Lula era comes to an end in Brazil
Source Dave Anderson
Date 11/01/01/00:19

from London Guardian
Lula era comes to an end in Brazil
Luiz Inácio Lula da Silva ends his presidency tomorrow with 90%
approval ratings, having lifted 20 million out of poverty

Tom Phillips

He was Brazil's first working-class president; a football-obsessed
former factory worker who swapped rural poverty for the highest office
in his country and helped propel 20 million people out of poverty.

Tomorrow afternoon, the curtain will finally go down on Luiz Inácio
Lula da Silva's eight-year reign when his successor, the former
Marxist rebel Dilma Rousseff, steps out from a 1953 Rolls-Royce Silver
Wraith and into the presidential hot seat.

Attended by 11 women with whom she was imprisoned during Brazil's
dictatorship, Rousseff's inauguration will mark the official end of
"Era Lula".

"I don't think we managed to achieve everything that we wanted to, but
I think we have done more than at any other moment in the history of
this country," Lula, 65, said this month during a rare meeting with
foreign journalists. "We didn't solve all of Brazil's problems but we
made extraordinary steps."

Lula, the former union leader whose meteoric rise smashed the
traditional mould for Brazilian political leaders, leaves behind a
radically transformed nation: business is booming and the
long-excluded poor are on the rise.

The past eight years have seen at least 20 million Brazilians lifted
from poverty, thanks to Lula's anti-hunger and income-transfer

Direct foreign investment has tripled to about $30bn (£19bn) a year
since Lula took office in 2003 and many believe that by the time Rio
de Janeiro hosts the 2016 Olympics, Brazil will be the world's
fifth-largest economy.

In September, Brazil's state-controlled oil giant Petrobras was
involved in a $70bn share offer – reputedly the largest in world
history and another reminder of the country's growing economic muscle.

"Never before in the history of man have we had a capitalisation of
this size," Lula boasted, deploying one of his most frequently used

Since Lula's 2002 election, "never before in history" has become the
president's favourite – and in some quarters most ridiculed –
catchphrase. But few question the major changes Lula has overseen.
Tomorrow, he will leave power with astonishing approval ratings of
close to 90%.

Fernando Barros e Silva, a political columnist from the Folha de São
Paulo journal, said the popularity of Lula's government was "above all
down to an objective improvement in the lives of the poorest. In spite
of numerous problems in his government, including corruption, this is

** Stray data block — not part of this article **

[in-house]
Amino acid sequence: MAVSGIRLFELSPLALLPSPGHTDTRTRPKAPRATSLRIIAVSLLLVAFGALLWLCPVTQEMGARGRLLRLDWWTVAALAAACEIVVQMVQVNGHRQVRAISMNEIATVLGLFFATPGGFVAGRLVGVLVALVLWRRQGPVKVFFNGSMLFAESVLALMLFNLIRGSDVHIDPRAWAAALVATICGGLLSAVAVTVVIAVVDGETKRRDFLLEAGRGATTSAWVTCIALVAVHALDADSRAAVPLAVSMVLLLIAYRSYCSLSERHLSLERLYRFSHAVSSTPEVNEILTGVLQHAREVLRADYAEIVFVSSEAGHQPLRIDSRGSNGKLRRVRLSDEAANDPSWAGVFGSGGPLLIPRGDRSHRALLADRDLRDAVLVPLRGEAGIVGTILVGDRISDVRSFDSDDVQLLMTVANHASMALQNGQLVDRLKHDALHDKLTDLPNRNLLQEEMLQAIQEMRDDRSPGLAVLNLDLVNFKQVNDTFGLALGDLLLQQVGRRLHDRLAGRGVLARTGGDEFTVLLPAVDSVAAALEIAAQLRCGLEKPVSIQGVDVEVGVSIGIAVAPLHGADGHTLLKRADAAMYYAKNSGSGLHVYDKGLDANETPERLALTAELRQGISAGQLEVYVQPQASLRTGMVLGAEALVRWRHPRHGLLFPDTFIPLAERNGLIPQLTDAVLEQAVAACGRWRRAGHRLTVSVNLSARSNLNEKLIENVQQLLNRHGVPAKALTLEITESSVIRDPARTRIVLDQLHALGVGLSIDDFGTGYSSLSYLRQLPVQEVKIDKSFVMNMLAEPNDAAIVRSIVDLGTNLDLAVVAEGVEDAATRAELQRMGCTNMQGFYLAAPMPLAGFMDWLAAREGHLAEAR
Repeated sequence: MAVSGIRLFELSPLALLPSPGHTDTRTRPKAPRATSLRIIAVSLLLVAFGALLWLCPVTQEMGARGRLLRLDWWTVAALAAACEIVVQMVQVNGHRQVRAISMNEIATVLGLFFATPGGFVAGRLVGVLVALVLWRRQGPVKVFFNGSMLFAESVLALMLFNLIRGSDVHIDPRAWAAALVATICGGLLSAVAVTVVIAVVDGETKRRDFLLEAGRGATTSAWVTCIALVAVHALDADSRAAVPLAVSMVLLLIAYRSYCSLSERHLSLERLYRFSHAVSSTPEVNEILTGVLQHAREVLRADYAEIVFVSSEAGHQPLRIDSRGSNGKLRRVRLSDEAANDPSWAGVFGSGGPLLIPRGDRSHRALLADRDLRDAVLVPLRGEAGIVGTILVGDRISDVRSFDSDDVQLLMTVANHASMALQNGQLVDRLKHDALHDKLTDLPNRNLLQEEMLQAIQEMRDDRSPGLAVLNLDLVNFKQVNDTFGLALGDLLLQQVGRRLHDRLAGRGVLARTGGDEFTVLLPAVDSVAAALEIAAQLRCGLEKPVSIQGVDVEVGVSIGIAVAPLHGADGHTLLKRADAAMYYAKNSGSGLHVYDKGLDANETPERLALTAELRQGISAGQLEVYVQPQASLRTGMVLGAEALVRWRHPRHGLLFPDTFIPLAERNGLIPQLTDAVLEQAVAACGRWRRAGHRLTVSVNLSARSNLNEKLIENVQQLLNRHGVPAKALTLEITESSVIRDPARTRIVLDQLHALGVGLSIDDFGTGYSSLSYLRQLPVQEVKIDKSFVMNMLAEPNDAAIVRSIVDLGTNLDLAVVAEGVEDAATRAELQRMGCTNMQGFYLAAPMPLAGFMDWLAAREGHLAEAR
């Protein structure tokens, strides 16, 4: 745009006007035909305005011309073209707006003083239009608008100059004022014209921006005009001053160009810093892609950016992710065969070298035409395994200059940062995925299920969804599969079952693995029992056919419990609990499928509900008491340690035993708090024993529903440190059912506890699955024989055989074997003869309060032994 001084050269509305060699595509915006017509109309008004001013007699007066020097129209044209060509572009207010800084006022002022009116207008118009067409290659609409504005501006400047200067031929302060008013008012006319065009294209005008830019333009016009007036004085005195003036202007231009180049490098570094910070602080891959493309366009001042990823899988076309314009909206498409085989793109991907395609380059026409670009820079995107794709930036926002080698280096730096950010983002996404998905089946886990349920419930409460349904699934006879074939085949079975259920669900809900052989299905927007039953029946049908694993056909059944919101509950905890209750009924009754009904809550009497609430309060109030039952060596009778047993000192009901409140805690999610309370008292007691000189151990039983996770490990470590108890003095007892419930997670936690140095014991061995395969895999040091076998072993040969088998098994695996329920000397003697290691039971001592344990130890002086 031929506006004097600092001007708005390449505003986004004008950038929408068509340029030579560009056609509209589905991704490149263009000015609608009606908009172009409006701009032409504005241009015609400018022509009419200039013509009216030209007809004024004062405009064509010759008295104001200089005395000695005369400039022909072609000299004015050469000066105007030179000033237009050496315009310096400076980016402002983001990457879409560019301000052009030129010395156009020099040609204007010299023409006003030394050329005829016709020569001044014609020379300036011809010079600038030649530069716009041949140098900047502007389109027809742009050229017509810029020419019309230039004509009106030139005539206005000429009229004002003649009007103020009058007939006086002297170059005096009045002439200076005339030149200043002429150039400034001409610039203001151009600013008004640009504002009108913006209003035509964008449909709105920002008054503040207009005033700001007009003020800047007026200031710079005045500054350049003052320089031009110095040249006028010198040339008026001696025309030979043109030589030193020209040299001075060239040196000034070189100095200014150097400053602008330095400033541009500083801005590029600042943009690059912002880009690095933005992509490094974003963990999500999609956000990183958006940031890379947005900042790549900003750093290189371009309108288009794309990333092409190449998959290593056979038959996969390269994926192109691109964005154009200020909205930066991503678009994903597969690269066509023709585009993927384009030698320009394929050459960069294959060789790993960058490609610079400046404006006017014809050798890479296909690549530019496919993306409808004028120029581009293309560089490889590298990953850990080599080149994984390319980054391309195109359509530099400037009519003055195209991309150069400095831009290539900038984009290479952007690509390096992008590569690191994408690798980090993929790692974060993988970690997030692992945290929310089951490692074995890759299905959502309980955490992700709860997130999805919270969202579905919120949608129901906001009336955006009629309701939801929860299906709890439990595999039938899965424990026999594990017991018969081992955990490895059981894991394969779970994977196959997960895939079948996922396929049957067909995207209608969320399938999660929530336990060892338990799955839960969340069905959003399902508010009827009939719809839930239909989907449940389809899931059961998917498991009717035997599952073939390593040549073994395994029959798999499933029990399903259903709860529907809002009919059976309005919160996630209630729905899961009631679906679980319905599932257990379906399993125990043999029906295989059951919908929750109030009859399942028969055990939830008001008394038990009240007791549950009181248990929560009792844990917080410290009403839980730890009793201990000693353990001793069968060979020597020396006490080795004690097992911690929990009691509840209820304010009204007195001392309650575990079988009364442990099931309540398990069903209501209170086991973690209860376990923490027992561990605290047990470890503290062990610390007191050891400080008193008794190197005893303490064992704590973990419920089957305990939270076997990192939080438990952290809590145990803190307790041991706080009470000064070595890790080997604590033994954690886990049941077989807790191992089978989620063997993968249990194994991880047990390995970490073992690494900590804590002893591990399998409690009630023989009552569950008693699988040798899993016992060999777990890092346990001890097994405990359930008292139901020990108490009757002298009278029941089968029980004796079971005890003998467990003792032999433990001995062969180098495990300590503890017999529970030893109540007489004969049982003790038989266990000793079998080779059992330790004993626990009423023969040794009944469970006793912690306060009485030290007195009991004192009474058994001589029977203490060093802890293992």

what Lula will be remembered for and rightly so."

Lula's biographer and friend, the writer Denise Paraná, said: "Lula's
silent revolution has increased the national wealth and distributed
the excess to the poorest classes. Lula has shown that a worker can be
the boss, that an outsider can be president. He has symbolically
redefined Brazil's class boundaries."

Gripes over how much personal credit Lula deserves for Brazil's
current boom persist. Some describe the outgoing leader as the
country's luckiest ever president, pointing to how his time in power
has coincided with a lucrative commodities boom and the discovery of
massive offshore reserves of oil that could turn Brazil into a major
crude oil producer.

"Lula has gone down in Brazilian political history. But he did not
invent the wheel, nor did he start from zero," Marco Aurélio Nogueira,
a politics professor from São Paulo's state university, Unesp, wrote
in a recent Lula retrospective. "He will not be missed as much as he
or anyone else thinks."

In fact, with persistent speculation that Lula could seek re-election
in 2014 or 2018, he may hardly be missed at all.

"For me, stopping doing politics would be the same as stopping to eat
or to breathe," Lula wrote in his final weekly newspaper column as
president this week. "The hypothesis of me abandoning politics doesn't

Paraná said she expected Lula to set up an NGO to fight hunger in the
developing world and described the chance of a return to the
presidency as "very remote".

"His plans go far beyond simply being president," she said. "Today
Lula is a man of the world, a political personality with great
international clout who is looking to wider projects to combat hunger
and poverty."

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